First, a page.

Sunday, May 05, 2013

Friendship 2.0

The new mindfulness extends to every area of life. Communication and romantic relationships often exist now on much improved ground compared to even a few years ago. Now friendship is under the spotlight.

The new idea is becoming more active instead of passive with regard to friendships: learning and acknowledging that friendships are a dynamic process that needs deliberate focus and ongoing tending. At least two new genre-pioneering books are on the scene: Friendships Don’t Just Happen! and The Friendship Fix. The books are aimed at women, but have broadly applicable themes. The attendant friendship development meetup groups, workshops, and conferences are already popping up to help hone the new skillset.

Some obvious Friendship 2.0 things to examine and sync with friends and potential friends are your and their friendship rules. These are your potentially unconscious rules for how you think a friend should behave. Just like with unexamined relationship rules, friendship rules are likely to differ and could cause conflict. Stating expectations is one way to communicate intent and boundaries. The books suggest determining what is most important to you in a friendship – for example, sharing values, experiences, or interests. The more kinds of points of overlap (if possible), the better; but one cannot be overly perfectionist about the criteria list either. There are different steps to follow in identifying and cultivating friendships. Overall, Friendship 2.0 has an exciting esprit of empowerment and possibility for experiencing more fun and life fulfillment through friendships.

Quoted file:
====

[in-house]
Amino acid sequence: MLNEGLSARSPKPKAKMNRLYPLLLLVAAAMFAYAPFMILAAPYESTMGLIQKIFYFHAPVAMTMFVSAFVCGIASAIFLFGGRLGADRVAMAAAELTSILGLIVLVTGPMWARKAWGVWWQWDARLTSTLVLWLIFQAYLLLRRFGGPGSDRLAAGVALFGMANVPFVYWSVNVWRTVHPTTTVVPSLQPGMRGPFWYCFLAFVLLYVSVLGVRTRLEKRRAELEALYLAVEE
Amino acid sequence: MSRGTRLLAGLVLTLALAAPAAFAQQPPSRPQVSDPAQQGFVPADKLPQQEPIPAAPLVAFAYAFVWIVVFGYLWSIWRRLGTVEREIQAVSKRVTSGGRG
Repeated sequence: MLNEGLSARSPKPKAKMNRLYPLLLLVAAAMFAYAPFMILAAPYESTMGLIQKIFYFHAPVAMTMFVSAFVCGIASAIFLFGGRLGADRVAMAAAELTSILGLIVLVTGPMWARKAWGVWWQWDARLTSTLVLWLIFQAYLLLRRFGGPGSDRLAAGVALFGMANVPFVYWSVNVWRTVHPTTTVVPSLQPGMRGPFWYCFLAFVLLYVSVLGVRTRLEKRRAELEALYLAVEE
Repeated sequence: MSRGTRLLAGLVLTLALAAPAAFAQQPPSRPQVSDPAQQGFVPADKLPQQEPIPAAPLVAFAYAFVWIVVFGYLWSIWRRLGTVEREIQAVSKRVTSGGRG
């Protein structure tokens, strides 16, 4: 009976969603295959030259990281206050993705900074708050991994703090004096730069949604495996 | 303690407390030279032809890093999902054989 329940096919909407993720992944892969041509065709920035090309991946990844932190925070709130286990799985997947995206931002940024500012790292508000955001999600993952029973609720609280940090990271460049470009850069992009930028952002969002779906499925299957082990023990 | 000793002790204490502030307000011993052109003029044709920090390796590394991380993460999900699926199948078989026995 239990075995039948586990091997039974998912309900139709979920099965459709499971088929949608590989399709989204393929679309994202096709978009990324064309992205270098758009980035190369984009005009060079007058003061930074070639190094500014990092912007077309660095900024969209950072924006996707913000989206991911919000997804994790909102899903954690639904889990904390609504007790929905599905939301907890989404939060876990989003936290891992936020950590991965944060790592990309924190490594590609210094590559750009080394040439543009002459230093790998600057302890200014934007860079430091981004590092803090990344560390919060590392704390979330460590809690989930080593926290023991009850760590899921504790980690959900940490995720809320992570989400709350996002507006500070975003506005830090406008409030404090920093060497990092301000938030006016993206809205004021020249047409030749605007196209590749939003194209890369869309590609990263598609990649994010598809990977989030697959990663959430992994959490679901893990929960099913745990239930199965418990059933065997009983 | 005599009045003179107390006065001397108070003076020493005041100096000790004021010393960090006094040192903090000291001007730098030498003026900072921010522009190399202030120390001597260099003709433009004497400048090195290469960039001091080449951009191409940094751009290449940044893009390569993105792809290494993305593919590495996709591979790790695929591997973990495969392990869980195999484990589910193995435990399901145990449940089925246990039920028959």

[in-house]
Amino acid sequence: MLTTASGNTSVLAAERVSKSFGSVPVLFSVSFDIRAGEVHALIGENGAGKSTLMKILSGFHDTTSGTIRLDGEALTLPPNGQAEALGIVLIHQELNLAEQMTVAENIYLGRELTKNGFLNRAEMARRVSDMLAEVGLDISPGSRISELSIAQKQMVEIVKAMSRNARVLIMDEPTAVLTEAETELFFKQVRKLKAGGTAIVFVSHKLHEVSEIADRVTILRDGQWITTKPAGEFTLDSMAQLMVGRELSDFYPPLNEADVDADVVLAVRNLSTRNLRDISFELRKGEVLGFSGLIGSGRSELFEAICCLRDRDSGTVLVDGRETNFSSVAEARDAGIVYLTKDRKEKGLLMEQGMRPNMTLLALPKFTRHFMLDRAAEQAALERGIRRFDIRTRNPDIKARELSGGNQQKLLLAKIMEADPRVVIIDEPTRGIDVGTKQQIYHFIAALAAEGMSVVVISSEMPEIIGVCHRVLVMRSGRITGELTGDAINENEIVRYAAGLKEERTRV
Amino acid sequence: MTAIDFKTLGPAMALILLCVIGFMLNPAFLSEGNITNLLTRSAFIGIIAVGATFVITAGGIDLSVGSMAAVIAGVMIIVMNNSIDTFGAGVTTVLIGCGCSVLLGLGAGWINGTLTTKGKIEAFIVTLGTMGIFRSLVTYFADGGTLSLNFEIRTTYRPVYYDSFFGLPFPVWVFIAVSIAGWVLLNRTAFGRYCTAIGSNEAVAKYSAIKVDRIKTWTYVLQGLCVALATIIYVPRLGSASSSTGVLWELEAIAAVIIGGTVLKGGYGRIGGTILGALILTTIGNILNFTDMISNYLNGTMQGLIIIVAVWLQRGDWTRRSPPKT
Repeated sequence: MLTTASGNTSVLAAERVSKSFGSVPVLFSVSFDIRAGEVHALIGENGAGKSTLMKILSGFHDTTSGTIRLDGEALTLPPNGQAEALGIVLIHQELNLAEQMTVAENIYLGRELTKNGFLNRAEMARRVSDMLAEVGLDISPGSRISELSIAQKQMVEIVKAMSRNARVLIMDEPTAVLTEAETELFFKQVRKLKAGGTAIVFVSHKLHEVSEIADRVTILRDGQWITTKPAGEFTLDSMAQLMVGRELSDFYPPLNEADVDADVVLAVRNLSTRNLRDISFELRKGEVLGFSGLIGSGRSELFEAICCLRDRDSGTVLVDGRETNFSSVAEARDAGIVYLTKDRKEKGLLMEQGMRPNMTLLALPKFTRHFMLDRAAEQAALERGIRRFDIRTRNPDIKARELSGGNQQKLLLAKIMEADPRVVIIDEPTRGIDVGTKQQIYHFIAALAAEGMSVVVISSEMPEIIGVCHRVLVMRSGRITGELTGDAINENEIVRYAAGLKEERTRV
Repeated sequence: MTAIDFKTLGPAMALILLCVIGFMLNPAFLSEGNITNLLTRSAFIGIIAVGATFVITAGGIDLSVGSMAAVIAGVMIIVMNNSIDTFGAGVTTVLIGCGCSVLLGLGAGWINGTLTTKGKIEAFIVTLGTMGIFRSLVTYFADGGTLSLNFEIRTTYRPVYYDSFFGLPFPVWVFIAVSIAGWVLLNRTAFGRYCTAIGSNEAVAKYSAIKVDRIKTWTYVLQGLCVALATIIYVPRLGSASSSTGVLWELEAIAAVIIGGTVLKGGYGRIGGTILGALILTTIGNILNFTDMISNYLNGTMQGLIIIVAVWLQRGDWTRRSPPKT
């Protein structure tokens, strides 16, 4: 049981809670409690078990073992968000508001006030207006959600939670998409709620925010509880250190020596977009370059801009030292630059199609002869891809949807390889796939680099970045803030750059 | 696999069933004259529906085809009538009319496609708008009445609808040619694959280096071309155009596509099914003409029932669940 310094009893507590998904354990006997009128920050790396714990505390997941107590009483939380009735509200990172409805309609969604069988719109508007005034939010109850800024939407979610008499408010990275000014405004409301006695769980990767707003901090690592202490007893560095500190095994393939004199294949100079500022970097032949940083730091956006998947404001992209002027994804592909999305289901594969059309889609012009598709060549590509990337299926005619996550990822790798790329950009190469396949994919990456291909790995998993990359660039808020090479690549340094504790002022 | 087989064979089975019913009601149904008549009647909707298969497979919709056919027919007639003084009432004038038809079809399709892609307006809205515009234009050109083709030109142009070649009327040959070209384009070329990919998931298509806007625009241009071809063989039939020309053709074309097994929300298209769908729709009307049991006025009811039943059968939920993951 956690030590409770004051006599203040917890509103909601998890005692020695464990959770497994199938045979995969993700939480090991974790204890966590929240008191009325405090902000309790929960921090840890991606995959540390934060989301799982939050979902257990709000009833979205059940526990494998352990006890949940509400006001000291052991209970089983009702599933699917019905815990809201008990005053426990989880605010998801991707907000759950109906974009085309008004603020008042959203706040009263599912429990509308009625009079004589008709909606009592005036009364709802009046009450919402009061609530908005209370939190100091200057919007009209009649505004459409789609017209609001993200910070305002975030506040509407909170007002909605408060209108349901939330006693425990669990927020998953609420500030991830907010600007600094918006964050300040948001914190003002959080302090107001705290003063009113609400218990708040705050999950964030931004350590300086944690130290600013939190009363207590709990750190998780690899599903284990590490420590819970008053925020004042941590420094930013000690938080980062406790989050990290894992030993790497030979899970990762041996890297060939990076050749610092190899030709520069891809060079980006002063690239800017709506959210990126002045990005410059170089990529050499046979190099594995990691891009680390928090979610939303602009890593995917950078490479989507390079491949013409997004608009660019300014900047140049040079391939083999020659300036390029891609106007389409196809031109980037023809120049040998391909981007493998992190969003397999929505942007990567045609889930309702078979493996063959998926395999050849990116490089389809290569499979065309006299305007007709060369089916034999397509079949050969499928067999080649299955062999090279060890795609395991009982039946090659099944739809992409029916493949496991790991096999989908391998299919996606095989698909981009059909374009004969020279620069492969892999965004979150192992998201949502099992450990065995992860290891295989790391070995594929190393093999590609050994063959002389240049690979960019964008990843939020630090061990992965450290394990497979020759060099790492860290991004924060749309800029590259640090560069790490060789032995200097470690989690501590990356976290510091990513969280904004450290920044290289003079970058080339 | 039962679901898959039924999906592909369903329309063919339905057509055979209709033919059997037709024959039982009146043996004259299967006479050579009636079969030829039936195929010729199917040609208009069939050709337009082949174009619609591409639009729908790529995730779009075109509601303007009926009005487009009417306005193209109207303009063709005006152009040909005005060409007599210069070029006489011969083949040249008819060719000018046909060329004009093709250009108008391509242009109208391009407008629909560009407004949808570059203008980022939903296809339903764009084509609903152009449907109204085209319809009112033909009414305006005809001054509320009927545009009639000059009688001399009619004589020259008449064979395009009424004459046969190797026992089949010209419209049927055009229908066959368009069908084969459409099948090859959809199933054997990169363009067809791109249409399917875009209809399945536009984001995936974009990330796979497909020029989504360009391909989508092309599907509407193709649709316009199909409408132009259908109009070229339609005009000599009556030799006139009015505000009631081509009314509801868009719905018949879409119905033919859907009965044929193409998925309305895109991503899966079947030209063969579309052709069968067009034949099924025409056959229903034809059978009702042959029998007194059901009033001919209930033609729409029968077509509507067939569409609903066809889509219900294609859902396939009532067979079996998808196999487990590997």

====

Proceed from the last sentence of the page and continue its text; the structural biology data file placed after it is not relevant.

An obvious critique might be ‘Is Friendship 2.0 YASFSM (Yet another San Francisco Social Movement)?’ San Francisco is not just the home of technology innovation, but also social innovation. Numerous social movements, if not spawned in San Francisco have been taken up, popularized, and made more acceptable in the Bay Area. A few of these include: co-working, co-housing, hackathons, biohacking, DIY science, unconferences, polyamory, homosexuality, lesbianism, bisexuality, transgenderism, queer theory, happiness, calming tech, persuasive tech, spiritual intelligence, and mindfulness. Shifting models in romantic relationships, longevity, and the mobile fungible lives of the modern individual suggest that Friendship 2.0 could just be starting as a deeply relevant social concept.

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